Dining hall reopening brings excitement, concern amid mounting COVID-19 cases
The dining halls on campus will open at full capacity for the first time in over a year, but students are concerned about the rising COVID-19 cases. (Daily Bruin file photo)
Sept. 8, 2021 1:00 p.m.
After more than a year of virtual instruction, some students are eager to return to the dining halls on campus – but remain concerned about the rising COVID-19 cases.
Fall quarter will be the first time dining halls will be fully open to on-campus residents in over a year. UCLA first reopened indoor dining options in March, after only offering takeout at the height of the pandemic. However, only about 630 students lived in on-campus housing during the 2020-2021 academic year. In the fall, UCLA Housing will operate at full capacity with around 14,000 students living in on-campus housing.
UCLA requires all students, faculty and staff to provide proof of vaccination, wear masks and monitor their symptoms regularly in order to access UC facilities during fall quarter, according to the UCLA return to campus page.
UCLA also requires all students to wear masks in the dining halls at all times, except when they are actively eating or drinking. Students not wearing a mask will be asked to wear one and may be asked to leave, said UCLA spokesperson Katherine Alvarado in a written statement.
“Correct and consistent mask use is a critical step that everyone can take to prevent the spread of COVID-19,” she added.
However, some students are concerned about the risks of indoor dining on campus.
Naomi Young, a first-year English student, said she feels safer because of the mask mandate and vaccination requirement. However, she added that she is slightly concerned about the spread of COVID-19 on campus and in the dining halls.
Young added that the mask mandates are necessary to ensure students’ safety, although they may not be convenient at times.
Similar to Young, Hannah Engel, a second-year sociology student, said she is slightly worried about the delta variant and the recent rise in COVID-19 cases. Since students will have their masks off while eating and drinking, Engel added that she would feel more comfortable if tables in the dining halls were spaced out.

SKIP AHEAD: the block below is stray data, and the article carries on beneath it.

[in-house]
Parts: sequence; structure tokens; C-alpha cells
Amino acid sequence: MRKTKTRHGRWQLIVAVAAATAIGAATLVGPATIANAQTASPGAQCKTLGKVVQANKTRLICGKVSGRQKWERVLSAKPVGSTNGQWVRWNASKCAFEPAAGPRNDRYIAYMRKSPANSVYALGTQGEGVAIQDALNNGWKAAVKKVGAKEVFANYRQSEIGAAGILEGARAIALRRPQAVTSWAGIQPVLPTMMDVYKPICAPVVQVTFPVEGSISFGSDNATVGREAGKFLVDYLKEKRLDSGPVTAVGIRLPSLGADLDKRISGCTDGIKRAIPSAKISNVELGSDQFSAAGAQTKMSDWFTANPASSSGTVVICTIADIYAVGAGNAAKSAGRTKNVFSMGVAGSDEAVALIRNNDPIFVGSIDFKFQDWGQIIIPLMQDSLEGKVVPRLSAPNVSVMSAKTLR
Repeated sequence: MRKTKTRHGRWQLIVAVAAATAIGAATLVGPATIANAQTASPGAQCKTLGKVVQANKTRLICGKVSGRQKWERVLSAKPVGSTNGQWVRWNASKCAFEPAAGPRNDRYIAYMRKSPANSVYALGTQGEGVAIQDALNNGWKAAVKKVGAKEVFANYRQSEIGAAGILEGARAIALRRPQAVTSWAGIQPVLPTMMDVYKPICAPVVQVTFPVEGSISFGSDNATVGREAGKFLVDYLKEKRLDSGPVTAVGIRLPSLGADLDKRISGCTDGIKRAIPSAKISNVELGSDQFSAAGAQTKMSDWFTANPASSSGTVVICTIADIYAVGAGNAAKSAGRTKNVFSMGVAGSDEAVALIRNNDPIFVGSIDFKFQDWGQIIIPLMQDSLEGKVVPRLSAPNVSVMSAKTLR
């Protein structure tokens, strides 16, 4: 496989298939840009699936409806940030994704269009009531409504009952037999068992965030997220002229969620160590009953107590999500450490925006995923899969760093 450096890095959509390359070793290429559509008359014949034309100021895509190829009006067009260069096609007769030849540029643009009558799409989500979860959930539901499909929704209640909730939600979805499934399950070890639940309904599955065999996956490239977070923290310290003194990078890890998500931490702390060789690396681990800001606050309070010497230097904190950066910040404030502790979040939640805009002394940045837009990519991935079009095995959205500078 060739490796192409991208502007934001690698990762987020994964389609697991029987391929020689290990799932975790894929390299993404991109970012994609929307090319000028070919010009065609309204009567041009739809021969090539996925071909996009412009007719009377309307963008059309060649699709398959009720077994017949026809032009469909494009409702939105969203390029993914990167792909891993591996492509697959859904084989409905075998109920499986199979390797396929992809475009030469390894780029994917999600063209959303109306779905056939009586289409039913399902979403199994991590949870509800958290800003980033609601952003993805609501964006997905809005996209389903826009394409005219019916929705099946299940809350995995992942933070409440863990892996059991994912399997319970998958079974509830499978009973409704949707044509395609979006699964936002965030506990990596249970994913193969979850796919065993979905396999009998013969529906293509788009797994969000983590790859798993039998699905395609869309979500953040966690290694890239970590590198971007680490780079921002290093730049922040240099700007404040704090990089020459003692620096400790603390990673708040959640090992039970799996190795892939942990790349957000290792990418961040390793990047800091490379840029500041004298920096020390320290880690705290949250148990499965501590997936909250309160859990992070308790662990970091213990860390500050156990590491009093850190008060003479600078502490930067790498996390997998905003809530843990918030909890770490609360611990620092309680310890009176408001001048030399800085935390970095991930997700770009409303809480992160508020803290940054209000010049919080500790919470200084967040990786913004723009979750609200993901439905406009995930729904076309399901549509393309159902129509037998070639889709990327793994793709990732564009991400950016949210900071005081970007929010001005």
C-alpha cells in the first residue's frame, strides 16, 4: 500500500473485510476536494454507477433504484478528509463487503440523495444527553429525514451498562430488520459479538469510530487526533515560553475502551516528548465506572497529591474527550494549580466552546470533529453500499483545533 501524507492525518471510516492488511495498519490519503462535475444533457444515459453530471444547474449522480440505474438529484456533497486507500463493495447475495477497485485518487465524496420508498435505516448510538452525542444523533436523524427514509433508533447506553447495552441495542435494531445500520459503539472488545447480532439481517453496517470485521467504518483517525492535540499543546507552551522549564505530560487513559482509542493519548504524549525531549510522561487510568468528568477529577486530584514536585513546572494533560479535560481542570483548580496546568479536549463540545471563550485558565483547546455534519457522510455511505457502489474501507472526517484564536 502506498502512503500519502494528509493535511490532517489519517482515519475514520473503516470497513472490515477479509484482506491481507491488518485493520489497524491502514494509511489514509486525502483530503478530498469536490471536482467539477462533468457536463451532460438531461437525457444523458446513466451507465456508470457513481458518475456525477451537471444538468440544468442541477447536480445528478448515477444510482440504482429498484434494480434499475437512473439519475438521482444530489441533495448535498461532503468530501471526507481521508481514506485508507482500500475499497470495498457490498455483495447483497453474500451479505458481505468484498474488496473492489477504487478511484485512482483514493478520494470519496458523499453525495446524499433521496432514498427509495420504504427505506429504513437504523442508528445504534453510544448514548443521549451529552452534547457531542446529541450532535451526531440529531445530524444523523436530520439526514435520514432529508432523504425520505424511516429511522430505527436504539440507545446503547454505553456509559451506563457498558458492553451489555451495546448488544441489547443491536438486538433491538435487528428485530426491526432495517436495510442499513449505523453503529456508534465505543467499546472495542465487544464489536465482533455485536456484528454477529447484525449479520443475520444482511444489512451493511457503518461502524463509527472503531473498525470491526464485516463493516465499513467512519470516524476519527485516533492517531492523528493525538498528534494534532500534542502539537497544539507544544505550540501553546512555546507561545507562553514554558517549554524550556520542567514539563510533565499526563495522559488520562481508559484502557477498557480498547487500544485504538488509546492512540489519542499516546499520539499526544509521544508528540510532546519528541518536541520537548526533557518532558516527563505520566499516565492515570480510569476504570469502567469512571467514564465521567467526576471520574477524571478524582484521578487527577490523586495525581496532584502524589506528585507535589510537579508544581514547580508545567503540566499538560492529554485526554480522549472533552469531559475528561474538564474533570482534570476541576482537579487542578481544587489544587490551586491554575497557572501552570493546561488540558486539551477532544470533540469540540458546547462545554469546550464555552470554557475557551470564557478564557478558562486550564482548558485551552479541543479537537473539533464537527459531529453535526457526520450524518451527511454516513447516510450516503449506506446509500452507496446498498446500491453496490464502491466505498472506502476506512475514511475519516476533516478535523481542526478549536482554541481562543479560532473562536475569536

“I would just hope that the tables and chairs are spread out far enough so when we are unmasked there is a decent amount of space between people, especially indoors,” she added.
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Alvarado said UCLA’s policy and local public health guidelines do not require physical distancing in crowded indoor spaces, despite it being a good practice. She added that dining halls plan on operating at full capacity in the fall, but university officials are prepared to reduce capacity to abide by any future Los Angeles County Department of Public Health directives.
University officials will also consult the UCLA COVID-19 Pivot Plan and Decision Matrix when evaluating which public health precautions UCLA should take, Alvarado said. The document outlines contingency plans for any changes in the spread of COVID-19. If necessary, dining halls may revert to pick-up and to-go options only, which they did at the beginning of the pandemic, Alvarado said.
Eating in the dining halls is a key part of the freshman college experience and an avenue to socialize, Young said.
“I couldn’t really imagine having a freshman year and not eating at the dining halls at all,” she added.
Having spent her freshman year amid the pandemic, Engel said she feels similar to a freshman socially and is eager to meet people over a meal. The dining halls themselves are another attraction, she added.
“I’m really excited to try the dining hall food because everyone keeps saying it’s amazing,” Engel said.
She said she hopes that all students and university leaders work together to ensure the health and safety of the UCLA community so that students can return to a more normal college experience.
“In regards to COVID safety, I’m just really expecting that everyone does their part to make sure we all take care of each other as a community,” Engel said.